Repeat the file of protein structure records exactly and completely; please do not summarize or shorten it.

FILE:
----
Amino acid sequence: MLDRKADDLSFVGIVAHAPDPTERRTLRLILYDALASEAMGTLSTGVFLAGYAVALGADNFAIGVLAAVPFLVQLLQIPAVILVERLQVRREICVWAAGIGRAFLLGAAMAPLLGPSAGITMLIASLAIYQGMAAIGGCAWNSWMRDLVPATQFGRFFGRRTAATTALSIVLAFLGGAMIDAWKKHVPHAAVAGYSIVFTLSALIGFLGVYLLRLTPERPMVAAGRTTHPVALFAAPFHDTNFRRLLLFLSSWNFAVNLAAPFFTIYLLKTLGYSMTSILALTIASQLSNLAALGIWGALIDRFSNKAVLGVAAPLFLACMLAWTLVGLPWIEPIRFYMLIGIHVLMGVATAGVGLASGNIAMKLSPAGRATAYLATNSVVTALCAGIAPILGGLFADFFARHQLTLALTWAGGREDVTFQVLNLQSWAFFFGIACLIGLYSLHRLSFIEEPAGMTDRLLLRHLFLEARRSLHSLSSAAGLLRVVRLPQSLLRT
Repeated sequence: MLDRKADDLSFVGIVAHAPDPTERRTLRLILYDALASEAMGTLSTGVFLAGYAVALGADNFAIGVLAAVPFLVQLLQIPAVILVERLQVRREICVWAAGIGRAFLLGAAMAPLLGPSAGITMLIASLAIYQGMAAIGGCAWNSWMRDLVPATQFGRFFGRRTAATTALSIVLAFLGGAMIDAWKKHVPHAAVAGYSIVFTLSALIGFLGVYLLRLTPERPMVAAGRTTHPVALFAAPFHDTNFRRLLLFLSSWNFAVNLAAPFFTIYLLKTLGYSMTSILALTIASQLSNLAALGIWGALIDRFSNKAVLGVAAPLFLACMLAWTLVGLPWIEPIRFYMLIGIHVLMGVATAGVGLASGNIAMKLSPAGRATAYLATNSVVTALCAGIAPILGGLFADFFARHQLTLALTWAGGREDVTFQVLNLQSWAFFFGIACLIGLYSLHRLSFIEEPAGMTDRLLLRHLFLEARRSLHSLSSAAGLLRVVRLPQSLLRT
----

Amino acid sequence: MLDRKADDLSFVGIVAHAPDPTERRTLRLILYDALASEAMGTLSTGVFLAGYAVALGADNFAIGVLAAVPFLVQLLQIPAVILVERLQVRREICVWAAGIGRAFLLGAAMAPLLGPSAGITMLIASLAIYQGMAAIGGCAWNSWMRDLVPATQFGRFFGRRTAATTALSIVLAFLGGAMIDAWKKHVPHAAVAGYSIVFTLSALIGFLGVYLLRLTPERPMVAAGRTTHPVALFAAPFHDTNFRRLLLFLSSWNFAVNLAAPFFTIYLLKTLGYSMTSILALTIASQLSNLAALGIWGALIDRFSNKAVLGVAAPLFLACMLAWTLVGLPWIEPIRFYMLIGIHVLMGVATAGVGLASGNIAMKLSPAGRATAYLATNSVVTALCAGIAPILGGLFADFFARHQLTLALTWAGGREDVTFQVLNLQSWAFFFGIACLIGLYSLHRLSFIEEPAGMTDRLLLRHLFLEARRSLHSLSSAAGLLRVVRLPQSLLRT
Repeated sequence: MLDRKADDLSFVGIVAHAPDPTERRTLRLILYDALASEAMGTLSTGVFLAGYAVALGADNFAIGVLAAVPFLVQLLQIPAVILVERLQVRREICVWAAGIGRAFLLGAAMAPLLGPSAGITMLIASLAIYQGMAAIGGCAWNSWMRDLVPATQFGRFFGRRTAATTALSIVLAFLGGAMIDAWKKHVPHAAVAGYSIVFTLSALIGFLGVYLLRLTPERPMVAAGRTTHPVALFAAPFHDTNFRRLLLFLSSWNFAVNLAAPFFTIYLLKTLGYSMTSILALTIASQLSNLAALGIWGALIDRFSNKAVLGVAAPLFLACMLAWTLVGLPWIEPIRFYMLIGIHVLMGVATAGVGLASGNIAMKLSPAGRATAYLATNSVVTALCAGIAPILGGLFADFFARHQLTLALTWAGGREDVTFQVLNLQSWAFFFGIACLIGLYSLHRLSFIEEPAGMTDRLLLRHLFLEARRSLHSLSSAAGLLRVVRLPQSLLRT